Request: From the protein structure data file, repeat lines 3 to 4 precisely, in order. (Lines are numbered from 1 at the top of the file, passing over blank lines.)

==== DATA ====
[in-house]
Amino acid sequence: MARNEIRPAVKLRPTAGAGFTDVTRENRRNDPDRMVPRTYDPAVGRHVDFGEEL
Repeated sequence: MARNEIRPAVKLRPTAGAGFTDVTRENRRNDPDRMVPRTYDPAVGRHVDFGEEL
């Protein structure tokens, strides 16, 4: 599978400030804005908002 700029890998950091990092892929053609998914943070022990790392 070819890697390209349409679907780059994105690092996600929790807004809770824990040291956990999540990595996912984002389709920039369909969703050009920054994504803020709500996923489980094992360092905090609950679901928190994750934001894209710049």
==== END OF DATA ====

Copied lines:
Repeated sequence: MARNEIRPAVKLRPTAGAGFTDVTRENRRNDPDRMVPRTYDPAVGRHVDFGEEL
């Protein structure tokens, strides 16, 4: 599978400030804005908002 700029890998950091990092892929053609998914943070022990790392 070819890697390209349409679907780059994105690092996600929790807004809770824990040291956990999540990595996912984002389709920039369909969703050009920054994504803020709500996923489980094992360092905090609950679901928190994750934001894209710049």